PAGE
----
Your Story: How to End

Darker PagesA few weeks back, I wrote an article about where to begin your short story or novel. The article asked you to visualize your story as a party. My point was that you can create the most amazing shindig ever—full of awesome character arcs, strong tension, and engaging dialogue—but if you don’t invite anyone, no one’s ever going to read it.

But just as you must invite the reader, so too should you be a gracious fiction host and thank the reader for their time.

The Thank-You

So, let’s assume your invitation works, and the reader comes to your fiction fiesta. You’ve given them a hell of a good story, and they’re on their way out the door. As their host, it is now your job to send them a thank-you note—a way of extending your gratitude for reading.

This is the job of your story’s ending: to thank the reader. It’s the pay-off. Now please don’t confuse this with a happy ending. I’m not saying that your readers should walk away with a big dumb smile on their face. Not at all. But a solid story ending will satisfy the reader in other more substantial ways if it has, in most cases, three elements:

1) Transformation. Your protagonist has faced whatever conflict you introduced in your opening paragraphs and in the course of that struggle she has been forever altered. Since that conflict was rooted in some character flaw, ideally she also overcomes or resolves that flaw. Maybe she swears learns that she doesn’t really need peanut butter cups to be happy.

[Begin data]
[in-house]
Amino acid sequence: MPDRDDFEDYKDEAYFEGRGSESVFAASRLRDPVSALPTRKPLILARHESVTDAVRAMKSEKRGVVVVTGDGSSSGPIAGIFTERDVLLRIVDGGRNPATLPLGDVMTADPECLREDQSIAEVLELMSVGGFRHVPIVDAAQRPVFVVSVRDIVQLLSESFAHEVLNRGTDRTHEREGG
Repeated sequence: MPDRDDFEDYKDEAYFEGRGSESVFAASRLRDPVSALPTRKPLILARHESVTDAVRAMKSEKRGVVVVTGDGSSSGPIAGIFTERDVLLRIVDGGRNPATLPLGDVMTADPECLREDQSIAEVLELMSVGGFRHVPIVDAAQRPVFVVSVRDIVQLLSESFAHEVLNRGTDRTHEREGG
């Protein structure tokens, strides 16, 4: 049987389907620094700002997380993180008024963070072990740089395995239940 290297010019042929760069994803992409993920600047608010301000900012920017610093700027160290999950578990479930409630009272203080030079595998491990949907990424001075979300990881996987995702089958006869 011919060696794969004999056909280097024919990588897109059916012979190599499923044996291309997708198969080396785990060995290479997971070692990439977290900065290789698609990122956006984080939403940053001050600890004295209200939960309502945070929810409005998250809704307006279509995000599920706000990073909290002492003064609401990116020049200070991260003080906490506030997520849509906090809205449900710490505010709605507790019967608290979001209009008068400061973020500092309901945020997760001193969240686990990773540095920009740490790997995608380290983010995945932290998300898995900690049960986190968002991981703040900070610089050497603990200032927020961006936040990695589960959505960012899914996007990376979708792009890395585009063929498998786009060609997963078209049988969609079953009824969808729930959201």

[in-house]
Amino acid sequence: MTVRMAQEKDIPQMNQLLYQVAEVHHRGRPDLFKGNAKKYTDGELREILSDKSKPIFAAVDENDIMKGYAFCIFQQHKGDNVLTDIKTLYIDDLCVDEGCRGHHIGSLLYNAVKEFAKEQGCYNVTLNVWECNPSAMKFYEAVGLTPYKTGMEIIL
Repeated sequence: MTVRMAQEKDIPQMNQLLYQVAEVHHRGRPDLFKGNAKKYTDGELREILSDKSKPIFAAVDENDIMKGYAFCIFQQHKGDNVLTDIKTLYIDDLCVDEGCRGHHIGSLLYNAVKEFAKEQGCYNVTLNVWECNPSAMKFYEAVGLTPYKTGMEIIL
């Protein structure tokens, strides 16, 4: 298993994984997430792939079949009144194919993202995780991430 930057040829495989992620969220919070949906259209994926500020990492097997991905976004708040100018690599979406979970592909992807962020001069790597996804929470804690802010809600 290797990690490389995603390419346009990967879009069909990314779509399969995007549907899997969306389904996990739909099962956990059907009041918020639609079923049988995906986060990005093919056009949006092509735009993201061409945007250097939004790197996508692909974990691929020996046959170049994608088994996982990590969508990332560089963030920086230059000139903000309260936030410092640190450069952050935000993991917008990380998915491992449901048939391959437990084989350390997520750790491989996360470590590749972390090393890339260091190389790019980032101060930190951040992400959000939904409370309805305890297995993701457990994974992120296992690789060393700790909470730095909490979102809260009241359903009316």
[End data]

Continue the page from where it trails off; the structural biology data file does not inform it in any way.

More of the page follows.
2) Victory and defeat. Let your ending be a mixed mag. Life offers us very few solid wins. Likewise, neither should our fiction. Most readers understand this on a primal level. So, if your hero triumphs, make sure she also loses something vital. Or if she loses, make sure she walks away all the better for it. Maybe she gets all the chocolate in the world, but learns that she has an allergy to peanut butter.

3) The final lines are rooted in sensory details. Don’t leave the reader swimming in the depths of your protagonist’s head. Give them a solid image—a concrete thing—to visualize at story’s end. Maybe it’s the smooth center and crinkled edges of an uneaten peanut butter cup.

Do these three things, and your readers are almost guaranteed to come clamoring back for more. So, be a gracious host. Invite your readers to the story with a strong beginning and thank them afterward with a satisfying ending. And if all else fails, bribe them with peanut butter cups.

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